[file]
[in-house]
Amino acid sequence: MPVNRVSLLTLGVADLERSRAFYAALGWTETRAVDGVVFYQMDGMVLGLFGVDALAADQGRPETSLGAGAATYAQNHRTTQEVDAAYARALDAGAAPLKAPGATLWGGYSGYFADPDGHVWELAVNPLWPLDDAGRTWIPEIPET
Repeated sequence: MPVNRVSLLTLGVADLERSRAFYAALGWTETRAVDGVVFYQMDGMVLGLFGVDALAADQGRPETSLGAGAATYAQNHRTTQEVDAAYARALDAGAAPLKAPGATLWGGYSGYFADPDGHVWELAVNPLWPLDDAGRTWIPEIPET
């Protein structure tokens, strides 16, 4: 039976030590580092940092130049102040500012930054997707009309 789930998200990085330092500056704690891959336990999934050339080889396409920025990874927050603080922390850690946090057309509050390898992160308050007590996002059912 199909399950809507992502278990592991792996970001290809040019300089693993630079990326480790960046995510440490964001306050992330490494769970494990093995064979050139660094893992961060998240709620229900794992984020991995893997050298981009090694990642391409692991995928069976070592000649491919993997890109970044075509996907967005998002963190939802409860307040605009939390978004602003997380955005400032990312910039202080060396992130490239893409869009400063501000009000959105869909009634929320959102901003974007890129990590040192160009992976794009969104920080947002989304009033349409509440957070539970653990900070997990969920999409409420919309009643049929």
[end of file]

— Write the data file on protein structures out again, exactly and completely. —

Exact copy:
[in-house]
Amino acid sequence: MPVNRVSLLTLGVADLERSRAFYAALGWTETRAVDGVVFYQMDGMVLGLFGVDALAADQGRPETSLGAGAATYAQNHRTTQEVDAAYARALDAGAAPLKAPGATLWGGYSGYFADPDGHVWELAVNPLWPLDDAGRTWIPEIPET
Repeated sequence: MPVNRVSLLTLGVADLERSRAFYAALGWTETRAVDGVVFYQMDGMVLGLFGVDALAADQGRPETSLGAGAATYAQNHRTTQEVDAAYARALDAGAAPLKAPGATLWGGYSGYFADPDGHVWELAVNPLWPLDDAGRTWIPEIPET
């Protein structure tokens, strides 16, 4: 039976030590580092940092130049102040500012930054997707009309 789930998200990085330092500056704690891959336990999934050339080889396409920025990874927050603080922390850690946090057309509050390898992160308050007590996002059912 199909399950809507992502278990592991792996970001290809040019300089693993630079990326480790960046995510440490964001306050992330490494769970494990093995064979050139660094893992961060998240709620229900794992984020991995893997050298981009090694990642391409692991995928069976070592000649491919993997890109970044075509996907967005998002963190939802409860307040605009939390978004602003997380955005400032990312910039202080060396992130490239893409869009400063501000009000959105869909009634929320959102901003974007890129990590040192160009992976794009969104920080947002989304009033349409509440957070539970653990900070997990969920999409409420919309009643049929």